However, it is important to note that the court also said that if in the past the association had paid for damages in similar cases, the association would have waived the protection of the limitation of liability provision. In other words, the association needs to be consistent.

The Virginia Supreme Court has also held that limitation of liability provisions are valid and not contrary to public policy if they are included in the recorded governing documents for the association, as all owners are put on notice of the provisions before they purchase a property. Maryland courts will also enforce limitation of liability provisions, but in Maryland, the courts will generally construe the provisions narrowly and will not read the provisions to cover situations beyond their express terms. So if your documents provide that the association isn't liable for water damage from an overflowing drain, the court may still find your association liable for water damage from a broken pipe.

What does a limitation of liability clause not cover? It is important to note that although a limitation of liability provision may absolve an association from additional liability to an injured unit owner, the association may still be responsible for performing repairs under the governing documents.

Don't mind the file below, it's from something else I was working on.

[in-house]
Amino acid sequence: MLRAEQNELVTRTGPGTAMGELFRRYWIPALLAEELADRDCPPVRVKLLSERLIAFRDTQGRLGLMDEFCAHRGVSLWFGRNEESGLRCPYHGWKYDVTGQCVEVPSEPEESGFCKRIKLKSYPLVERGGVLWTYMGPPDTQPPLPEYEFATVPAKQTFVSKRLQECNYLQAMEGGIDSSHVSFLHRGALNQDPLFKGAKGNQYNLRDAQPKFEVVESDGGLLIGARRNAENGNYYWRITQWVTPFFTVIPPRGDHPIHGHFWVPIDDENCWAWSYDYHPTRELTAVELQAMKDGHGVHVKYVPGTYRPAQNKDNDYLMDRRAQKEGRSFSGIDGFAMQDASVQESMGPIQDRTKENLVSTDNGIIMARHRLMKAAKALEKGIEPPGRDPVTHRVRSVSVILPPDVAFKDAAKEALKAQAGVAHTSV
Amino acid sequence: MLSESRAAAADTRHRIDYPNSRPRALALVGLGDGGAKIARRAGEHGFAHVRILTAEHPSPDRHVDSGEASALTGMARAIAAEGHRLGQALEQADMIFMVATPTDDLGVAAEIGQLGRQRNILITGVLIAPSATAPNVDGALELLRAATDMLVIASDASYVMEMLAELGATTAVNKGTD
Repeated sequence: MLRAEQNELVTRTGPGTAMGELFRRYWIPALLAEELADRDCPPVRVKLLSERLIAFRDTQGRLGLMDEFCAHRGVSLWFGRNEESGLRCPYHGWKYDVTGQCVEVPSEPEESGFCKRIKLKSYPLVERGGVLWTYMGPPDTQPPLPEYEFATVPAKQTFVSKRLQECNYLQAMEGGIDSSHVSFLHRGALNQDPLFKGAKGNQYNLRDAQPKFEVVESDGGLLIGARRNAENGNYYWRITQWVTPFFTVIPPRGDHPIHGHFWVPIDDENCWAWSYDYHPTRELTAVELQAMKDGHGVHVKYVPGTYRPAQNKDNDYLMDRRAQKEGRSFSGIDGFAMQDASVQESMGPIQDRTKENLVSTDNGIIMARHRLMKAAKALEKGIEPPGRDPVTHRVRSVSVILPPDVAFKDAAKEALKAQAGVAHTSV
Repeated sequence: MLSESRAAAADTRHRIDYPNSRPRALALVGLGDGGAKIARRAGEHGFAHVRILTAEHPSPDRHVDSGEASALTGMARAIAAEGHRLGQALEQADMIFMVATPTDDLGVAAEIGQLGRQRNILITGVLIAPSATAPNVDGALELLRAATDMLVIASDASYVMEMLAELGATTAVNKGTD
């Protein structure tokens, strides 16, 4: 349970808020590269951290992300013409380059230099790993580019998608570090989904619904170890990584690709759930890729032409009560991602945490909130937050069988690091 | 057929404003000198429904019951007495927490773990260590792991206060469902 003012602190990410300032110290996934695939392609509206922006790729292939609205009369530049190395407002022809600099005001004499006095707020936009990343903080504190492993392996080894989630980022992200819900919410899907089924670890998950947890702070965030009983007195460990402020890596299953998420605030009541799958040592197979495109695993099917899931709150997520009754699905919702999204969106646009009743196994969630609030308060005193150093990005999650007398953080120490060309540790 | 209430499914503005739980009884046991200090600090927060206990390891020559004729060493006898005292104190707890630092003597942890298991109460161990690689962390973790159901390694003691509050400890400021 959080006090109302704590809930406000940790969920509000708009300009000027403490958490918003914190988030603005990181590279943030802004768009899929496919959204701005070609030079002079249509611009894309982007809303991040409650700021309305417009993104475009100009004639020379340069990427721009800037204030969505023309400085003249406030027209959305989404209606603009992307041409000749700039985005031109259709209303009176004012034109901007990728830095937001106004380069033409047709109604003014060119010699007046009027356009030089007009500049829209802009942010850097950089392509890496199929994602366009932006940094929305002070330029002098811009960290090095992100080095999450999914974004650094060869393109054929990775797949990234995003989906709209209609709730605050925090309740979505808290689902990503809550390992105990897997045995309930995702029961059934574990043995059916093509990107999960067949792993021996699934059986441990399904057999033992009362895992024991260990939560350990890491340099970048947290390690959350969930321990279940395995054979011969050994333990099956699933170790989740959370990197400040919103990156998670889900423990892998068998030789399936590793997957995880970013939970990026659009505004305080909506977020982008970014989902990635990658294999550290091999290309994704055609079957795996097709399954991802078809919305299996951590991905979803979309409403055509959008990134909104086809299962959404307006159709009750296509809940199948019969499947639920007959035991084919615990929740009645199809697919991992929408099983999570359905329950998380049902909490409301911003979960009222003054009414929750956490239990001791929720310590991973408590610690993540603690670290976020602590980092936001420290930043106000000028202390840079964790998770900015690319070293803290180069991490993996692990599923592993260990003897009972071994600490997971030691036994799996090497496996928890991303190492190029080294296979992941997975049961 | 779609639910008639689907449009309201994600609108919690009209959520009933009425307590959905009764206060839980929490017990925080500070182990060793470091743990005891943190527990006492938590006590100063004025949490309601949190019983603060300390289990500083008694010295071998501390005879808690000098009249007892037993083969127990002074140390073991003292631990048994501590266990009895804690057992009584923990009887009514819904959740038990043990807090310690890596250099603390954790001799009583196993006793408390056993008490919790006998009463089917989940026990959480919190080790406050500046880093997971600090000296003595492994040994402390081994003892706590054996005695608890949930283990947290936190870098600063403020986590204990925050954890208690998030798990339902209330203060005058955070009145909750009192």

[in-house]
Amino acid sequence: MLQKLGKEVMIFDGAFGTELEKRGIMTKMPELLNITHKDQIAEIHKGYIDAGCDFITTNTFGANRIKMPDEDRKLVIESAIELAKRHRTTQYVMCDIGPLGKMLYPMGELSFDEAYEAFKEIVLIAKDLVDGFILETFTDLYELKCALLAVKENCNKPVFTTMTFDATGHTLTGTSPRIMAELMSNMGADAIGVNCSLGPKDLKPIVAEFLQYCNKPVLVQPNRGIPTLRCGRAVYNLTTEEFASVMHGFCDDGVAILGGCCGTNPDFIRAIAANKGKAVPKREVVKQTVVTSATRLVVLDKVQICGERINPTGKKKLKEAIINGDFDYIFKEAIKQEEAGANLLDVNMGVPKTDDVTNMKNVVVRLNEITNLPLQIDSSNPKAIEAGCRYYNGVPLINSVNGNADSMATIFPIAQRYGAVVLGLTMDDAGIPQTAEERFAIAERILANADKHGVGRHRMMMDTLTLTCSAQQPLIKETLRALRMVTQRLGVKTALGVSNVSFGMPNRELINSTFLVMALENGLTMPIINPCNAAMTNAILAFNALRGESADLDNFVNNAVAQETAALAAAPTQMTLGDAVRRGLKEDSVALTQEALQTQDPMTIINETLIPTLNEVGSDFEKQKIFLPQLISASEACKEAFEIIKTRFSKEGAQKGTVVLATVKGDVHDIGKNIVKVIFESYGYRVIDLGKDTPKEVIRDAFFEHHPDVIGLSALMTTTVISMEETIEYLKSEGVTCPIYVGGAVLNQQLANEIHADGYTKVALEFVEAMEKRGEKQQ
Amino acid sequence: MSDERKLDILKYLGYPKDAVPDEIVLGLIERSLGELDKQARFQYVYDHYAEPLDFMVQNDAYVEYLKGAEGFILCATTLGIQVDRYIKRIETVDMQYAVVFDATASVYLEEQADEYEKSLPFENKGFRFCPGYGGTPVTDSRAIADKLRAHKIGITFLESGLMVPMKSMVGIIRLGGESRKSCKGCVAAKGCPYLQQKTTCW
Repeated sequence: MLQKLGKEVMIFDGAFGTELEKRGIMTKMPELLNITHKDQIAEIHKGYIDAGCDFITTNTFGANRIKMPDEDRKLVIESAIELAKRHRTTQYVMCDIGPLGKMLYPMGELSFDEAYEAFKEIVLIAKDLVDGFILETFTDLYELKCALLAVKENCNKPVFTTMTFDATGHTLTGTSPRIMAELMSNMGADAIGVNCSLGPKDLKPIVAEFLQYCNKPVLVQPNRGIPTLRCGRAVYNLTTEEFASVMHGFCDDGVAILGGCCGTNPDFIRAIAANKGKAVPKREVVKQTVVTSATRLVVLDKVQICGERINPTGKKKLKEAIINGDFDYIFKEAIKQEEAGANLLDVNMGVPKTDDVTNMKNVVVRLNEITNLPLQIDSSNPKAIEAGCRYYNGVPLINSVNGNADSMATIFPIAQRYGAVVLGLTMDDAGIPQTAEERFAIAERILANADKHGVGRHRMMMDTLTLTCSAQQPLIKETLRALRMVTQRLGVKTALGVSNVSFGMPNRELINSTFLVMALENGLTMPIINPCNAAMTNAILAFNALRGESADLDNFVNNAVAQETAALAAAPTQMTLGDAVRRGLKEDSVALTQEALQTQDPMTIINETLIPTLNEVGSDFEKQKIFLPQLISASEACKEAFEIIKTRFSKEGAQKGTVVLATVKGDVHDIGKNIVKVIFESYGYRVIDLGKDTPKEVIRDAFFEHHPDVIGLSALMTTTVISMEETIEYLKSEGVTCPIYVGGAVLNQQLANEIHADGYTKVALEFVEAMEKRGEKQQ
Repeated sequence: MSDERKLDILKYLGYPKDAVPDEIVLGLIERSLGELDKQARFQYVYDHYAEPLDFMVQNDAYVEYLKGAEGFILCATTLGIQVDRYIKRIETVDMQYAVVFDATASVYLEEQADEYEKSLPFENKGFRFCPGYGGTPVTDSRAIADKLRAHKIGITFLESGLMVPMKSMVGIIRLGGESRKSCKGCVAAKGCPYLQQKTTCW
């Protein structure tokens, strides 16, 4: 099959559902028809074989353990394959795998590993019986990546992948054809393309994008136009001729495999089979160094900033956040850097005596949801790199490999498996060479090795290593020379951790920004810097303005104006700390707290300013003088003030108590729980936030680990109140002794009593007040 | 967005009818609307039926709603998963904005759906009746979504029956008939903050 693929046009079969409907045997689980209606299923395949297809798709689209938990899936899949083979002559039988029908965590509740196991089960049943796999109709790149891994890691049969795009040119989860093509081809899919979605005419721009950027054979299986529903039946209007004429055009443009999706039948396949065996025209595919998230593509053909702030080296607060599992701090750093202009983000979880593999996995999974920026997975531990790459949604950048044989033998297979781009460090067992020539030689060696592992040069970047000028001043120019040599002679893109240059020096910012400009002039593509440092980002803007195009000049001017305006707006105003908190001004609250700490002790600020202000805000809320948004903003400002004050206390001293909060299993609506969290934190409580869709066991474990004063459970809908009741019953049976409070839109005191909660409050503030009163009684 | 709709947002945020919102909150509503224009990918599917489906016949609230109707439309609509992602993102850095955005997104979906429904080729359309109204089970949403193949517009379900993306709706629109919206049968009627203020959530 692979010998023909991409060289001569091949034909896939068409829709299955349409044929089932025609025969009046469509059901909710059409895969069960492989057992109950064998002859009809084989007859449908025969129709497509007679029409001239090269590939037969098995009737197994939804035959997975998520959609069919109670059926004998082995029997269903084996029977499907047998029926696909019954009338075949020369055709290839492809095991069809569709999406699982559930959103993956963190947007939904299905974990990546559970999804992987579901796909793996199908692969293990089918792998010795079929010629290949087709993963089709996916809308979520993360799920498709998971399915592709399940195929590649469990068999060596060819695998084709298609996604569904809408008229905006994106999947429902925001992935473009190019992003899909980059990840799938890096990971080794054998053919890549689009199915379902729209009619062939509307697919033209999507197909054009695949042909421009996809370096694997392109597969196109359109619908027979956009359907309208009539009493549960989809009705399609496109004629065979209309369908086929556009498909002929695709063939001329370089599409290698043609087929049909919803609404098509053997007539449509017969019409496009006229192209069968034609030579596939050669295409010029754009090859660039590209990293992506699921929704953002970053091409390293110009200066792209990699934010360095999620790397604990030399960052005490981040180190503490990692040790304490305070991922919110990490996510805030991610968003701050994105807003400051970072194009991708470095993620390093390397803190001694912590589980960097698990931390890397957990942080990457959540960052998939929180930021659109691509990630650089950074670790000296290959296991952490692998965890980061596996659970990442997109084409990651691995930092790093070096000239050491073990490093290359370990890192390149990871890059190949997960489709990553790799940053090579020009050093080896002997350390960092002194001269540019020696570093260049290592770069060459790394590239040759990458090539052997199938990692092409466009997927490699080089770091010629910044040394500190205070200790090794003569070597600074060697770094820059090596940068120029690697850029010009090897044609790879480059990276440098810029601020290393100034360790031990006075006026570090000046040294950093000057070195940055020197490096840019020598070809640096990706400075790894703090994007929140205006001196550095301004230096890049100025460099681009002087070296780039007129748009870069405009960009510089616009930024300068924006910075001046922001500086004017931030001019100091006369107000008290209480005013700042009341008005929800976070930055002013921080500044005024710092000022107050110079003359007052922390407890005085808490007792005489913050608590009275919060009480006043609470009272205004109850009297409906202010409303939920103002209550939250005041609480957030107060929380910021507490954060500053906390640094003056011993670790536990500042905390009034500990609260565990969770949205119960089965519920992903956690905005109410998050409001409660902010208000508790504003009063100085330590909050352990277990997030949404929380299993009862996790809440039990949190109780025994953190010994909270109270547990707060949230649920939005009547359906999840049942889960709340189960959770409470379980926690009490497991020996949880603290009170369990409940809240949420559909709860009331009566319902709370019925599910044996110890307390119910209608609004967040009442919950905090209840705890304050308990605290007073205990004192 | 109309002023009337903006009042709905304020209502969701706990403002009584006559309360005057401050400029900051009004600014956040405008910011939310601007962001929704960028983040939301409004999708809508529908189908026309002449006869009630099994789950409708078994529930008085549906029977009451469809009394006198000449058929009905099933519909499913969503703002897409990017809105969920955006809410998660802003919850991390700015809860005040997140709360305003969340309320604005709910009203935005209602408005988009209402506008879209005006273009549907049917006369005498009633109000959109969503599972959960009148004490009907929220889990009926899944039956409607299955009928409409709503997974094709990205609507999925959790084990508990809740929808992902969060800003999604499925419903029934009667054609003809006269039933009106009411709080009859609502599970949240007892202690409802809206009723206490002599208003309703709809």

Conclusion: Consistently applying and enforcing the limitation of liability provision in the governing documents can help associations avoid liability for insurance deductibles or other damages in many cases. In order to ensure that your limitation of liability provision is consistently applied, talk to your lawyer and consider adopting a policy resolution that restates the provision and outlines under what circumstances the association will rely on the provision. Additionally, a policy resolution will provide notice to all owners of the association’s position relating to limitation of liability.